Kevin Rudd’s claim that the Murdoch media is a “cancer on democracy” is gaslighting the Australian people.
Last week a Rudd-initiated petition was submitted to the House of Representatives calling for a Royal Commission into “the strength and diversity of Australian news media”. In case anyone was in any doubt over what that meant, Rudd called the Murdoch media a “cancer on democracy” when announcing the petition on Twitter last month. The petition had over 500,000 signatures including Malcolm Turnbull’s.
Rupert Murdoch owns a lot of real estate in the real world, but surely not as much as he occupies in the heads of the Australian left. In keeping with many on the left’s preference for character smear over debate, anyone straying remotely from the orthodoxy on climate change, the economy, or COVID-19 policy is accused of being an agent of the #Murdochcracy.
Of course, Rudd’s beef with Murdoch isn’t about democracy at all. Rudd’s toys have come out of the cot because large swathes of the Australian population still stubbornly refuse to sign up to many of the modern left’s ideological mutations.
Many don’t seem to think climate change warrants impoverishing their children. Or they quite like the idea that people be judged on their merits rather than their gender or race. It seems to not have occurred to Rudd and Turnbull that people may have legitimate reasons for these positions that have nothing to do with a New York almost-nonagenarian playing underwater 8D backgammon with our democracy.
But having seen the city I love destroyed by the Andrews government in the last eight months, what stands out about Rudd’s claim is its stunning audacity. Because we may never know the full depths of the corruption, incompetence and lies of the Andrews government in 2020, but we wouldn’t have got within a bull’s roar without the News Corp journalists.
Maybe it’s just my Murdoch-addled brain speaking here, but as the Andrews government catastrophically mishandled almost every aspect of the pandemic – and attempted to victim-blame the Victorian people – it’s been the likes of Rachel Baxendale, Gabriella Power, and Andrea Crothers that have held them to account.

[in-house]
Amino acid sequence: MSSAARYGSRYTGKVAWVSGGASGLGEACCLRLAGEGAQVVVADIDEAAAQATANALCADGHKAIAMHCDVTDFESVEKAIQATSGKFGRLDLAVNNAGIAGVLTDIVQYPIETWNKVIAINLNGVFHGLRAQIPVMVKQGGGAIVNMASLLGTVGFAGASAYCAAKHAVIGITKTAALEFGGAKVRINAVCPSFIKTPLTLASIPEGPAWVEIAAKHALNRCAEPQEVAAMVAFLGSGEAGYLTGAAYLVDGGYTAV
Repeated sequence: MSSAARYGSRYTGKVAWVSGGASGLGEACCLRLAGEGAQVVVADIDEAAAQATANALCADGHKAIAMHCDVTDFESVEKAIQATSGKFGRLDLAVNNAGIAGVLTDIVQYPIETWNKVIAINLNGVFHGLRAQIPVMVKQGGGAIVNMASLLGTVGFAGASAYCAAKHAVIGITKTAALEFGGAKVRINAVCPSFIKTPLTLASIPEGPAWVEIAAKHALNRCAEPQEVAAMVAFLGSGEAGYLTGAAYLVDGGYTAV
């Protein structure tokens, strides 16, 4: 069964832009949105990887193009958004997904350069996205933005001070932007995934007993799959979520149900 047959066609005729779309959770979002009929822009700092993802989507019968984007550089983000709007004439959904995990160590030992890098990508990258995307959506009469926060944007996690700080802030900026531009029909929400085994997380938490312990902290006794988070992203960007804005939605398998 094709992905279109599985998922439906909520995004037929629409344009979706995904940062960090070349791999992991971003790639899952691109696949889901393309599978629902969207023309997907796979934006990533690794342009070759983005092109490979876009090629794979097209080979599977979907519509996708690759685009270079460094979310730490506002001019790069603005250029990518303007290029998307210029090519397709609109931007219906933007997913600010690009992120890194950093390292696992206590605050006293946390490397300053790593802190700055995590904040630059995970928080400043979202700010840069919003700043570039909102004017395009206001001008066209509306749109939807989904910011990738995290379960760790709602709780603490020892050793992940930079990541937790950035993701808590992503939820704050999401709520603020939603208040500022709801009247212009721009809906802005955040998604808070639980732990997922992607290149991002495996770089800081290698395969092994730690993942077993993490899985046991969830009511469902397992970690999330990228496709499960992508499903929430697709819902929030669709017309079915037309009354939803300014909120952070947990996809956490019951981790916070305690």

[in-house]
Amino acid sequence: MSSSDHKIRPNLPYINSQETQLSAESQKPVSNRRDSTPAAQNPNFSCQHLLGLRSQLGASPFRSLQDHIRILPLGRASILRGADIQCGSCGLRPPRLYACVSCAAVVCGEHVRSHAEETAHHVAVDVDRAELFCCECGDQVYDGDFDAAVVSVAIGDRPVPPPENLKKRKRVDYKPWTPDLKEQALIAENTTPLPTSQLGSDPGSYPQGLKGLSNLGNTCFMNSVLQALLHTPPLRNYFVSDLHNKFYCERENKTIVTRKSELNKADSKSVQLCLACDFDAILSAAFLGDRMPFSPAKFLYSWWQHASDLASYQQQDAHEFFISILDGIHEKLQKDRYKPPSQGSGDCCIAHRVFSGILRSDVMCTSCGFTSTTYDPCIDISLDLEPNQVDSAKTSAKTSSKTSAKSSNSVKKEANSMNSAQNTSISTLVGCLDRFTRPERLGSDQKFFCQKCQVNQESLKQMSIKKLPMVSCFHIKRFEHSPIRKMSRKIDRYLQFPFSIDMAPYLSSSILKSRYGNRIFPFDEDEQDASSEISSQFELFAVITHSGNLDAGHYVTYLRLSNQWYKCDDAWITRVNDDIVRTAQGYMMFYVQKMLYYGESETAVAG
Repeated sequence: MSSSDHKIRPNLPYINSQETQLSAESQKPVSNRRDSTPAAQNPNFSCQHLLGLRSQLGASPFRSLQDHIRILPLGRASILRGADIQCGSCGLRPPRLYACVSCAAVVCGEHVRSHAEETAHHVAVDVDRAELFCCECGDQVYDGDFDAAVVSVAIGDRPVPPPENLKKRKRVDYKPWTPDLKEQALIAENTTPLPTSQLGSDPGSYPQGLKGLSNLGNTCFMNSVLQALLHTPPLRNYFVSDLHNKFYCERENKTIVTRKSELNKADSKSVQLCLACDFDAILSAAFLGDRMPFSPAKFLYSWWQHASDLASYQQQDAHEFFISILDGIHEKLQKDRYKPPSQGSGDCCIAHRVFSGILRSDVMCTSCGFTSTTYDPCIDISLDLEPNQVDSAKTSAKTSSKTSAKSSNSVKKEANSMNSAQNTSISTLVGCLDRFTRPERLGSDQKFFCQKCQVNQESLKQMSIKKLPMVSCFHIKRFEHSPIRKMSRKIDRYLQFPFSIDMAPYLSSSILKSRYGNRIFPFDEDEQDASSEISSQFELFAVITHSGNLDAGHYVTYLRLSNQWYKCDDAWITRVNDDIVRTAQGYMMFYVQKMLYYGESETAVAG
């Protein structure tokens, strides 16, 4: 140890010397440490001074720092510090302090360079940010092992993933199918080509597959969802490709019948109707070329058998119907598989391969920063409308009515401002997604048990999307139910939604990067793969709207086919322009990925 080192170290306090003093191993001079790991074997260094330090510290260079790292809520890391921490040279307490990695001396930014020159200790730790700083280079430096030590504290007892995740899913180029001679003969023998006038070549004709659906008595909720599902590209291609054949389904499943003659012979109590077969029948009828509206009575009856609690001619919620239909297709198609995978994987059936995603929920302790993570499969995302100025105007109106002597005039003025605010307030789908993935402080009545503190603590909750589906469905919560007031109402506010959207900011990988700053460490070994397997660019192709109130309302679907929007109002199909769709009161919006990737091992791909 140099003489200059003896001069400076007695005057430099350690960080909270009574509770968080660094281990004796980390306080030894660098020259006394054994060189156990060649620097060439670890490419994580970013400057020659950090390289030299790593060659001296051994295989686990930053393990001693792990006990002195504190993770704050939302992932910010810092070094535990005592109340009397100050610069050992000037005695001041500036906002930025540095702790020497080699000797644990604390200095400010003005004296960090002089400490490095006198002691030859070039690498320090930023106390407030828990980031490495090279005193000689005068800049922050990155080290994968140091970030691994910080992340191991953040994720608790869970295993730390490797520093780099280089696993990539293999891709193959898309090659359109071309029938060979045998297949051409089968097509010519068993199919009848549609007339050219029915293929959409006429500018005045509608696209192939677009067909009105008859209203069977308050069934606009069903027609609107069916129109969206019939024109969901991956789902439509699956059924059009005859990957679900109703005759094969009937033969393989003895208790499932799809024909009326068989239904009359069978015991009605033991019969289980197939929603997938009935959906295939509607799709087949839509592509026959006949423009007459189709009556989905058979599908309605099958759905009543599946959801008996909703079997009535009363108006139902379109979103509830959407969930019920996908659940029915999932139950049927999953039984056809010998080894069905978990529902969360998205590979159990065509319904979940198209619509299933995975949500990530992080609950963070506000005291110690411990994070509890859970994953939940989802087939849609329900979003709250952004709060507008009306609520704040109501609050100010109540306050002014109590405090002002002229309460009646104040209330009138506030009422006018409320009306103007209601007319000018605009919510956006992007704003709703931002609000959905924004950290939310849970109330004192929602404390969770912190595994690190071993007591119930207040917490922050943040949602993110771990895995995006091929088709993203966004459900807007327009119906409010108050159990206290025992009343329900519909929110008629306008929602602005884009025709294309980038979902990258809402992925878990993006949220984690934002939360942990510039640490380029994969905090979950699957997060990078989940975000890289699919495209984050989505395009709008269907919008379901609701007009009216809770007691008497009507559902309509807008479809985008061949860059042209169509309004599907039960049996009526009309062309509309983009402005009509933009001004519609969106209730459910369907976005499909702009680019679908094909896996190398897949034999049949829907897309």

And of course, in about five minutes the peerless Peta Credlin uncovered more malfeasance than the Coate Inquiry into hotel quarantine was able to over a period of months.
At a time when simultaneously the government was making possibly the worst public policy mistakes in Australian history, wielding unprecedented power, and parliament was greatly restricted, a handful of journalists in Andrews’ press conferences provided one of the few accountability checks the Victorian government faced.
The fact that even this was characterised by many as a Murdoch plot is extraordinary – as if a political leader having to answer questions they’d rather not is some kind of assault on democracy (as opposed to being the opposite).
Besides, if Andrews was that worried about the News Corp journalists being mean to him, perhaps he could’ve reconsidered the necessity of daily Castro-length press conferences throughout a crisis that for all its horror has at this point, fortunately, claimed fewer lives than Australia’s annual road toll.
The performance of the News Corp journalists in these press conferences meant something. Politics is not a spectator sport for Victorians anymore. In the dark winter months as despair settled over Melbourne, it meant something that some journalists were able to extract a measure of accountability over what the government was doing to us.
I say “some journalists” because of the government-funded elephant in the room. Too often the ABC shamefully ran interference for the government as the bodies piled up, businesses were sent to the wall and families were stretched to breaking point.
Victorians should never forget their betrayal.
And to make the most painfully obvious of points, Rudd and Turnbull may not like the Murdoch media, but they don’t have to pay for it. A poll commissioned by the IPA in February found that only 32% of people thought the ABC represented the views of ordinary Australians. The rest of us have to pay for the ABC so that they can tell us how terrible we are.
In short, Rudd thinks an independent media organisation that people can decide for themselves if they wish to consume is “a cancer on democracy”. But the state media organisation that we are forced to pay for, covered for a tyrannical government in Victoria, and uses the power of the state to tell us how wrong most of us are, is hailed as independent, objective, and balanced.
I think this is what the signatories of the anti-Murdoch petition would call gaslighting.
Peter Gregory is co-host of the Young IPA Podcast at the Institute of Public Affairs. Join as a member at www.ipa.org.au.
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